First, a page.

Israeli Prime Minister and the leader of Likud Benjamin Netanyahu (R) greets supporters as the Leader of Yisrael Beiteinu Avigdor Lieberman (L) standing beside him in Tel Aviv on Jan. 22, 2013. Exit polls conducted by three major Israeli broadcasters Tuesday evening showed that the right-wing union led by incumbent Prime Minister Benjamin Netanyahu gained a narrow lead in the country's early parliamentary elections. (Xinhua/Yin Dongxun)
by Anat Shalev
TEL AVIV, Israel, Jan. 23 (Xinhua) -- The right-wing union led by incumbent Israeli Prime Minister Benjamin Netanyahu gained a narrow lead in Tuesday's early parliamentary elections, while a newly-established center party came as the second largest party in the new legislature.
The joint Likud-Beytenu party was set to receive 31 seats in the 120-member unicameral Knesset (parliament), after 99 percent of the votes were counted as of Wednesday.
A big surprise from the vote, however, was the emergence of the centrist Yesh Atid (There is a Future) party, which received an expected 19 seats in the next parliament.
The party, launched in April 2012 by former TV anchor Yair Lapid, surpassed the center-left Labor party, which received only 17 seats.
After the exit polls, Netanyahu said he would work to create the "widest possible government" amid challenges faced by the Jewish state.
"The elections are behind us and the challenges are in front of us, including the Iranian nuclear threat, the economic crisis and the conflict with the Palestinians," he said at his party headquarters in Tel Aviv.
"We would like to join hands with as many political partners as possible to work and solve those challenges," Netanyahu added.
However, the prime minister's party suffered a major blow with the loss of an expected 20 percent of its electoral power. According to several news outlets, senior Likud members expressed grave disappointment over the results.
Meanwhile, Lapid said in a speech at his party headquarters that Israelis are obviously seeking unity.
"We feel the huge responsibility that has been put upon us tonight and we won't let our voters down once we're in the Knesset. We won't forget them," he said.
Lapid added that Israeli citizens "said no to politics of fear, hatred and divide" and are calling for unity within the country.
The predicted loss of the once dominant Labour party, led by Shelly Yachimovich, means that it is unlikely to form the next government.
But Yachimovich refused to give up in a speech at her party headquarters, saying she would do "whatever she can" to try and form an "alternative government" to that of the extreme right-wing.
"We still don't have the final results, so it's not at all clear yet if Netanyahu would be able to form a coalition," she said.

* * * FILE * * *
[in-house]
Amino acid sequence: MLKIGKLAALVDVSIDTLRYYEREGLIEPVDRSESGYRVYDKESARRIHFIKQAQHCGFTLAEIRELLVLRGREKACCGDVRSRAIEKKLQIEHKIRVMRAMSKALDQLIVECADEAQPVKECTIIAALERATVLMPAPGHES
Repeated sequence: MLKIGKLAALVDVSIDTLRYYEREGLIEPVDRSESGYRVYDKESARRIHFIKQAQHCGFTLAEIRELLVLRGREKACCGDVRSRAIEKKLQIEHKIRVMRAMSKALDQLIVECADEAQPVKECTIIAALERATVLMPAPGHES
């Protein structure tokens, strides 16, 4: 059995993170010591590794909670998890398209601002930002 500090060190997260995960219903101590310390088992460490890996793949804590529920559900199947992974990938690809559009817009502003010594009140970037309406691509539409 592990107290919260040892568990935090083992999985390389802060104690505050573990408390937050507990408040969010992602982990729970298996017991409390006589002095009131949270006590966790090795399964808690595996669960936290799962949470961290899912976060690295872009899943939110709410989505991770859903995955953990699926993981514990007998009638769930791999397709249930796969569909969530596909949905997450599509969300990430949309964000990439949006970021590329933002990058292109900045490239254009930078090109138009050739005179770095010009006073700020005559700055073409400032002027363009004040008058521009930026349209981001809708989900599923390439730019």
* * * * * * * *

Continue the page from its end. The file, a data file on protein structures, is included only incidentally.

The exit polls also showed that the ultra-right Jewish Home party and the ultra-Orthodox Shas received 12 seats, respectively. The left-wing Meretz got six seats while the centrist Hatnua won six to seven.
Yehuda Ben Meir, director of the Institute for National Security Studies, said at a press briefing that the results showed a shift by Israelis to the center.
"Lapid's party is clearly a center party. There's no right or left anymore. Lapid cut across them as he pulled in voters from the right and from the left as well," Ben Meir said.
Netanyahu was more likely to become the next prime minister thanks to a slight edge to his right-wing bloc, he added, saying the incumbent prime minister would seek the support of Yesh Atid and other center parties and form a wider coalition.
"I believe Lapid's party will be the senior partner of the Likud...," he said. "If that proves to be the case, we can expect a strong shift to a more central, mainstream approach in Netanyahu's policies."
TEL AVIV, Israel, Jan. 22 (Xinhua) -- Exit polls conducted by Israel's three major Israeli broadcasters Tuesday evening showed that the right-wing union led by incumbent Prime Minister Benjamin Netanyahu gained a narrow lead in the country's early parliamentary elections. Full story
TEL AVIV, Israel, Jan. 23 (Xinhua) -- Incumbent Prime Minister Benjamin Netanyahu said early Wednesday morning that he will work to create a broad-based government to meet challenges including the global economic crisis, the Iranian nuclear threat and the conflict with the Palestinians.
Netanyahu made the remarks at the headquarters of his right- wing Likud-Beitenu union in Israel's biggest city, Tel Aviv, shortly after Israel's major television networks announced the results of their exit polls. Full story
TEL AVIV, Israel, Jan. 23 (Xinhua) -- Shelly Yachimovich, leader of Israel's opposition Labor party, vowed early Wednesday morning to form an alternative government to replace the current ruling coalition led by incumbent Prime Minister Benjamin Netanyahu.
"Tonight could be a big opportunity to establish an alternative government to Netanyahu's government," Yachimovich said in a speech at the Labor Party's headquarters in Tel Aviv. Full story